Description: Reanalysis data sets are widely used to understand atmospheric processes and past variability, and are often used to stand in as observations for comparisons with climate model output. Because of the central role of water vapor (WV) and ozone (O3) in climate change, it is important to understand how accurately and consistently these species are represented in existing global reanalyses. In this paper, we present the results of WV and O3 intercomparisons that have been performed as part of the SPARC (Stratosphere-troposphere Processes and their Role in Climate) Reanalysis Intercomparison Project (SRIP). The comparisons cover a range of timescales and evaluate both inter-reanalysis and observation-reanalysis differences. We also provide a systematic documentation of the treatment of WV and O3 in current reanalyses to aid future research and guide the interpretation of differences amongst reanalysis fields.The assimilation of total column ozone (TCO) observations in newer reanalyses results in realistic representations of TCO in reanalyses except when data coverage is lacking, such as during polar night. The vertical distribution of ozone is also relatively well represented in the stratosphere in reanalyses, particularly given the relatively weak constraints on ozone vertical structure provided by most assimilated observations and the simplistic representations of ozone photochemical processes in most of the reanalysis forecast models. However, significant biases in the vertical distribution of ozone are found in the upper troposphere and lower stratosphere in all reanalyses.In contrast to O3, reanalysis estimates of stratospheric WV are not directly constrained by assimilated data. Observations of atmospheric humidity are typically used only in the troposphere, below a specified vertical level at or near the tropopause. The fidelity of reanalysis stratospheric WV products is therefore mainly dependent on the reanalyses representation of the physical drivers that influence stratospheric WV, such as temperatures in the tropical tropopause layer, methane oxidation, and the stratospheric overturning circulation. The lack of assimilated observations and known deficiencies in the representation of stratospheric transport in reanalyses result in much poorer agreement amongst observational and reanalysis estimates of stratospheric WV. Hence, stratospheric WV products from the current generation of reanalyses should generally not be used in scientific studies.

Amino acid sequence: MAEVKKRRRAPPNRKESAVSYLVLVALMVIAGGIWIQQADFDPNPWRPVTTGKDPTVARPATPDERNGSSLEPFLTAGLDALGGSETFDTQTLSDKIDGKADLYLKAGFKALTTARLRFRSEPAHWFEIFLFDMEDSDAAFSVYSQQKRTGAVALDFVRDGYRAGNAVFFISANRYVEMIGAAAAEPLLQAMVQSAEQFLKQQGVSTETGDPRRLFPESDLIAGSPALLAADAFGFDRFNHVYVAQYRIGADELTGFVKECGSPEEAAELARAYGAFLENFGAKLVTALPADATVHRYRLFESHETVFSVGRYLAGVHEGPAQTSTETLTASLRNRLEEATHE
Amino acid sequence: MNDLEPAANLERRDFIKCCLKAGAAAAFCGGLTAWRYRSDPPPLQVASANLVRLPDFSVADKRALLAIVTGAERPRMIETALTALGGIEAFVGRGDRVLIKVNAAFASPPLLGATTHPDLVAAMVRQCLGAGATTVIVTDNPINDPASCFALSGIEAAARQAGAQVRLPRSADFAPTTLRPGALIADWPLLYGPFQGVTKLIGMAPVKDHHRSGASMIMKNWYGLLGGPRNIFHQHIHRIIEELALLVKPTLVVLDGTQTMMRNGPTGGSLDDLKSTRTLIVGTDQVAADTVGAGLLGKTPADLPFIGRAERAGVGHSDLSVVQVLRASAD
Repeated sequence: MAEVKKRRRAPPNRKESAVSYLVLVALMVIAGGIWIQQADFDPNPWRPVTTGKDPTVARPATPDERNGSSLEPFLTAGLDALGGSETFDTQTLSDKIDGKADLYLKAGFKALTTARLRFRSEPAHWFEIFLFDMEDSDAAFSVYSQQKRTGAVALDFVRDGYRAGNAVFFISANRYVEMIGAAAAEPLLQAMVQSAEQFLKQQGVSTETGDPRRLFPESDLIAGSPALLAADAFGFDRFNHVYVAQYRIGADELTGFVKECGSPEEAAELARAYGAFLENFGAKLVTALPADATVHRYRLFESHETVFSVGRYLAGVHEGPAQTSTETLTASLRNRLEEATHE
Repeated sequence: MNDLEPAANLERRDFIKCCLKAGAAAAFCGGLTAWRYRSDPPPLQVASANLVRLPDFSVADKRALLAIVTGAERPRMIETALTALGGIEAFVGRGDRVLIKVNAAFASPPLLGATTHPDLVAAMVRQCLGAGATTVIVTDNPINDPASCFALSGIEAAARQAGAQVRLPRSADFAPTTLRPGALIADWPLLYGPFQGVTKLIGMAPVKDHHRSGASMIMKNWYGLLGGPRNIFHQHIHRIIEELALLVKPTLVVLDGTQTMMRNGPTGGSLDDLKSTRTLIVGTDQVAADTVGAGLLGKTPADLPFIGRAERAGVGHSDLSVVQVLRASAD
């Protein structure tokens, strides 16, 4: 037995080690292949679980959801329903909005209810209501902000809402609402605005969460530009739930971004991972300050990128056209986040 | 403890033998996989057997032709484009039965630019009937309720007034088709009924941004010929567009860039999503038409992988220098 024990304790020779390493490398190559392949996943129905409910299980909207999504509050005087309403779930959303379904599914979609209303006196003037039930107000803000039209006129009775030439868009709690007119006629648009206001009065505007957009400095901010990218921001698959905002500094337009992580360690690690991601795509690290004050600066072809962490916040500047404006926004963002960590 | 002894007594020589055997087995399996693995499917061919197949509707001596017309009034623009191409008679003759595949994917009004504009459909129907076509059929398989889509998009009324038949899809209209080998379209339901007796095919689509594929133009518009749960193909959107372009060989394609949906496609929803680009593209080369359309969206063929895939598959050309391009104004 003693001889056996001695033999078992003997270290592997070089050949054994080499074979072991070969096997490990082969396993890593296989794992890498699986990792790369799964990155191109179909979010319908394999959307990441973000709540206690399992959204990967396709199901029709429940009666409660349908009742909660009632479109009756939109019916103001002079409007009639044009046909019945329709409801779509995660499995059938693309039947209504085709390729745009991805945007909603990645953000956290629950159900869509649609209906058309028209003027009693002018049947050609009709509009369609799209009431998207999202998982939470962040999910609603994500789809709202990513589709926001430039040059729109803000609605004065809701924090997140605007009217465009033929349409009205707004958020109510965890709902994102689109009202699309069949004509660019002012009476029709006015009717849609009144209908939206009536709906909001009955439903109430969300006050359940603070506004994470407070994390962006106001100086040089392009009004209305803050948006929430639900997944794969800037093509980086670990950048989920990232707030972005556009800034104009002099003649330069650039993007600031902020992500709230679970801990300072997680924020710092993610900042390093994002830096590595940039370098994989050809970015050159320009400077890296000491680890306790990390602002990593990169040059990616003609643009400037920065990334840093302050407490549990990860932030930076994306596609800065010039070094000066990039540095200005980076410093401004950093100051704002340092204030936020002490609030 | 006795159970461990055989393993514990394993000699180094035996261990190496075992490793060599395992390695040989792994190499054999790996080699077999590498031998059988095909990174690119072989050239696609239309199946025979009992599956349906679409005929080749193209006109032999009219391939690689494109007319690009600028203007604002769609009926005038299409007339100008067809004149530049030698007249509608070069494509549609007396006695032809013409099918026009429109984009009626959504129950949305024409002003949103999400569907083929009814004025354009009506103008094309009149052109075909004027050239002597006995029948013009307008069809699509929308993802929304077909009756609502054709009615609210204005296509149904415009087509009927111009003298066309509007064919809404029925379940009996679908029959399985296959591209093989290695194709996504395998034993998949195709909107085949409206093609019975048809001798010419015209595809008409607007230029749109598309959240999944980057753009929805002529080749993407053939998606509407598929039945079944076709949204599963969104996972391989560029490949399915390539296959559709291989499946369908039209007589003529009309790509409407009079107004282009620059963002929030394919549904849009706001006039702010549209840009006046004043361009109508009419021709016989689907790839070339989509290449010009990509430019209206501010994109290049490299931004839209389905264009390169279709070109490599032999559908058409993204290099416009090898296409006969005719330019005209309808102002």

Keywords: Geophysics
    Type: GSFC-E-DAA-TN46784 , Atmospheric Chemistry and Physics (ISSN 1680-7316) (e-ISSN 1680-7324); 17; 20; 12,743-12,778
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  • 6
    Publication Date: 2019-07-19
    Description: Convective systems are an important mechanism in the transport of boundary layer air into the upper troposphere. The Cirrus Regional Study of Tropical Anvils and Cirrus Layers-Florida Area Cirrus Experiment (CRYSTAL-FACE) campaign, in July 2002, was developed as a comprehensive atmospheric mission to improve knowledge of subtropical cirrus systems and their roles in regional and global climate. In situ measurements of carbon monoxide (CO), water vapor (H20v), and total water (H20t) aboard NASA's . WB-57F aircraft and CO aboard the U.S. Navy's Twin Otter aircraft were obtained to study the role of convective transport. Three flights sampled convective outflow on 11, 16 and 29 July found varying degrees of CO enhancement relative to the fiee troposphere. A cloud-resolving model used the in situ observations and meteorological fields to study these three systems. Several methods of filtering the observations were devised here using ice water content, relative humidity with respect to ice, and particle number concentration as a means to statistically sample the model results to represent the flight tracks. A weighted histogram based on ice water content observations was then used to sample the simulations for the three flights. In addition, because the observations occurred in the convective outflow cirrus and not in the storm cores, the model was used to estimate the maximum CO within the convective systems. In general, anvil-level air parcels contained an estimated 20-40% boundary layer air in the analyzed storms.